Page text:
(Known as Consett Walking Club)

Our Walking Club was founded in 1907 and has been going strong ever since. We visit, by Gillingham’s coach, many interesting places every fortnight, in Northumberland, Cumbria, Yorkshire or the south of Scotland.

Before the Pandemic we travelled to the Hunsonby area where we started our walk at a stone circle (Map Ref. OL5 NY571372) a mini Stonehenge. Long Meg is a tall red sandstone megalith standing next to a granite circle of her daughters; a coven of witches turned to stone. Here we had a competition for members to guess how many daughters she had. Gill won with a total of 64. I really wonder if our leader knew the true figure. There is a legend about the stones. After counting twice, one comes up with the same total, then all will be well. Long Meg’s surface is covered in Bronze Age markings, cut in the stone. Easily seen is a cup and ring marking.

One of our group thought she found the trace marks of a human figure. After splashing along a road covered in cow dung, we returned to the correct path leading to St. Michael’s Church, Addingham; a building of red Dumfries sandstone. Here we were welcome to wander round. The trademarks of various stonemasons, cut in the stone walls were pointed out to us by a local resident. There was a beautiful stained glass window of George and the Dragon at one end of the church, and in the graveyard a gravestone of Gladys, who died in 2001, aged 105. Another gravestone had a steel sword attached.

Along the road from Glassonby we found a large mushroom which was possibly edible. I wasn’t sure. We passed Daleraven Bridge and then continued to Kirkoswald where the heavens opened.

We took shelter in a gateway while a few waited in a nearby pub. When the rain stopped we followed the B6413 to Eden Bridge, and then followed the river on a path back to Daleraven Bridge. Here a track led down to the 18th century Lacy’s Cave, named after Col. Lacy, who intended to blow up Long Meg and her daughters. Fortunately his labourers refused to carry out his orders following a violent thunderstorm, that they interpreted as a supernatural warning. The Cave’s rooms were carved out of a red sandstone cliff at the river’s edge in the fashion of an underground house; a romantic Folly. He is reported to have employed a hermit to live there. The walk finished at Little Salkeld and was 7.13 miles long.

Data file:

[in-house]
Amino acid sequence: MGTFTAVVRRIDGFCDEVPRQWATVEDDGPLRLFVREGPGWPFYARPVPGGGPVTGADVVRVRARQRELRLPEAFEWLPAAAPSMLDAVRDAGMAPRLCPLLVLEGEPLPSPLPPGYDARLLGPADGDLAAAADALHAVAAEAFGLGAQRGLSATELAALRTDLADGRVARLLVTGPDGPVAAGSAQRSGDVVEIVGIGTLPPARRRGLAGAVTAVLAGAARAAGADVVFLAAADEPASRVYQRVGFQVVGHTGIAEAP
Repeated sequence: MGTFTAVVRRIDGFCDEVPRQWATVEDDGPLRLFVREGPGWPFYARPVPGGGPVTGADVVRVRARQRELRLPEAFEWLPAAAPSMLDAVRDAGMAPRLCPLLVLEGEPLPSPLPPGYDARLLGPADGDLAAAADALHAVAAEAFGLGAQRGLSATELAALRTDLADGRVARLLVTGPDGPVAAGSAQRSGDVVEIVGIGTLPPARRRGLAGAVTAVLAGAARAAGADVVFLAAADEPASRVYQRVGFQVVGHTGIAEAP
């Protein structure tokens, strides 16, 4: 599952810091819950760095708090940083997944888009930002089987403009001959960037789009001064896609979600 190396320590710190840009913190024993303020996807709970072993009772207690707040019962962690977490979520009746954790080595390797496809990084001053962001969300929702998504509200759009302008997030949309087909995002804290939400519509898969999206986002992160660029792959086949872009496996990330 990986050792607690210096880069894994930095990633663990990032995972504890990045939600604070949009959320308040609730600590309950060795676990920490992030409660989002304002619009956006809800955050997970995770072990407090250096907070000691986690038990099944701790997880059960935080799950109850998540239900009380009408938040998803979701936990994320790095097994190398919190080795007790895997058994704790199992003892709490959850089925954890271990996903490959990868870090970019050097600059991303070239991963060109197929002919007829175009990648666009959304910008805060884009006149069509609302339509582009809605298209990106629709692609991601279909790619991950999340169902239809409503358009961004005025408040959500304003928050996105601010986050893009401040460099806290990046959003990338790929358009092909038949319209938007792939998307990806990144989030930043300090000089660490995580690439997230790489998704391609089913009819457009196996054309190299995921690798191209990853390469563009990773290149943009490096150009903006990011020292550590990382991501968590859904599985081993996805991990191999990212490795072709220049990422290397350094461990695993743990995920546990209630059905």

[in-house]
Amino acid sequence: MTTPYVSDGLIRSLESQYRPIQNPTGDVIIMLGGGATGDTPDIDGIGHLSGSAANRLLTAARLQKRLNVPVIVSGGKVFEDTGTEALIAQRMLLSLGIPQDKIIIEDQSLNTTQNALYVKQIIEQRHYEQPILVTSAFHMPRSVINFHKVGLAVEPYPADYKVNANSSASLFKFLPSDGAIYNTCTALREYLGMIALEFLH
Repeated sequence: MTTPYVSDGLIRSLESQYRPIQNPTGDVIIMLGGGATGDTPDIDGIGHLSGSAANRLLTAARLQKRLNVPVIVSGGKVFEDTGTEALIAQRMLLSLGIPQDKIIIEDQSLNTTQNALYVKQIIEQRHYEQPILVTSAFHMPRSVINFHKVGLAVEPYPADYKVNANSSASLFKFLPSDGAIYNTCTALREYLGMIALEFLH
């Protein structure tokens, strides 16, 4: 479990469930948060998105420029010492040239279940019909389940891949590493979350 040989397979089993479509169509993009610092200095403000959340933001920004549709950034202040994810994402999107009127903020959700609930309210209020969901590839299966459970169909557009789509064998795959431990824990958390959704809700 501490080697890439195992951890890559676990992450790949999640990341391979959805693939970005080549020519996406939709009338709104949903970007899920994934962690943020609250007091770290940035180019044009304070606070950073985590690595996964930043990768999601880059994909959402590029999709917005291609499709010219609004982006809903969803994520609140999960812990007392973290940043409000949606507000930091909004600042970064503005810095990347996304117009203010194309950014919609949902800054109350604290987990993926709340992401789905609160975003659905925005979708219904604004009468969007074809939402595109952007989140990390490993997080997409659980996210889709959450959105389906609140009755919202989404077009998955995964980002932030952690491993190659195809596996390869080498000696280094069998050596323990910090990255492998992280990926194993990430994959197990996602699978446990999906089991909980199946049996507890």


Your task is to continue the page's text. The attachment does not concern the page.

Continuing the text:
We revisited the area in March this year and found there was a new good- sized carpark with directions to Long Meg. However, the path to Lacy’s Cave from the north is closed. We did not have the time to check the path from the south to the Cave, but we saw enough to recommend a visit to this historic site when the north path is repaired. This walk is well worth doing. Our club would love to welcome new members who want to explore our wonderful Northeast by coach; both walkers and non-walkers.

Visit our website
We are also on Facebook
Or contact Christine on 01207 505826

Compiled by Lewis Pilbrough

Get CONSETT MAGAZINE straight to your inbox.

* indicates required

Previous article7 Fun Facts About The Royal Family That You May Not Know
Next articleRock On – By Lorraine Weightman
Consett Magazine
The Consett Magazine Editing team lovingly ❤️ publishes local news from a variety of local people and sources. Please see the individual article for post specific source(s). Consett deserves good news. Submit your own story or call 01207 438292 for advertising and marketing campaigns.


Please enter your comment!
Please enter your name here